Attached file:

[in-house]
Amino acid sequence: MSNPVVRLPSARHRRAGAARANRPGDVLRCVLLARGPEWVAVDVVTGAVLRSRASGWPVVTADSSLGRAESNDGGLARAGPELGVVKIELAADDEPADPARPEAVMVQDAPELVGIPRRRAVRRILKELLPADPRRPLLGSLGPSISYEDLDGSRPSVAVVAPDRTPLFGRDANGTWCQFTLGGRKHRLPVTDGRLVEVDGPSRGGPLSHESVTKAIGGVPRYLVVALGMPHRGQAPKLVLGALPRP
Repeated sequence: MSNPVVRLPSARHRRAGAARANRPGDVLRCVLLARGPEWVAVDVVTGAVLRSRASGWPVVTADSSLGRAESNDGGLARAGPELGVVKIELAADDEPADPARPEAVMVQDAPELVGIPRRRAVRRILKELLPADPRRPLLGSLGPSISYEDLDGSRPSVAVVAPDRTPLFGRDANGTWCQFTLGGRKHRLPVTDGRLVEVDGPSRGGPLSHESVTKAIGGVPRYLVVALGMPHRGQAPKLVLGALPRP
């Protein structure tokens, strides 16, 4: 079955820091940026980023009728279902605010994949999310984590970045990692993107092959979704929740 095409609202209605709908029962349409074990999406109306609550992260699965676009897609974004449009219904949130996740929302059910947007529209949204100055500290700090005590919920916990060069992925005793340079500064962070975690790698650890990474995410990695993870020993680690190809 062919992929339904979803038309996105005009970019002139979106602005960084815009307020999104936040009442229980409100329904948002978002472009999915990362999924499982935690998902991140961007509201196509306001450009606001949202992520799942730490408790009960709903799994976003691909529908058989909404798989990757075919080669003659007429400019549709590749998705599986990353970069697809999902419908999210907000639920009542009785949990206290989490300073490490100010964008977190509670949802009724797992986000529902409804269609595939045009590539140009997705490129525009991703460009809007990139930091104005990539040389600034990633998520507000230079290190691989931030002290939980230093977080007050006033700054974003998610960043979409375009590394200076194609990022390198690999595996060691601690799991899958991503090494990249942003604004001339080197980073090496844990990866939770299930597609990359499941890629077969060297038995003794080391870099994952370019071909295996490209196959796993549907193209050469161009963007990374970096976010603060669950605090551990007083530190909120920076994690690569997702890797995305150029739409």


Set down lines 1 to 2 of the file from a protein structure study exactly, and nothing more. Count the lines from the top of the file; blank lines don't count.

[in-house]
Amino acid sequence: MSNPVVRLPSARHRRAGAARANRPGDVLRCVLLARGPEWVAVDVVTGAVLRSRASGWPVVTADSSLGRAESNDGGLARAGPELGVVKIELAADDEPADPARPEAVMVQDAPELVGIPRRRAVRRILKELLPADPRRPLLGSLGPSISYEDLDGSRPSVAVVAPDRTPLFGRDANGTWCQFTLGGRKHRLPVTDGRLVEVDGPSRGGPLSHESVTKAIGGVPRYLVVALGMPHRGQAPKLVLGALPRP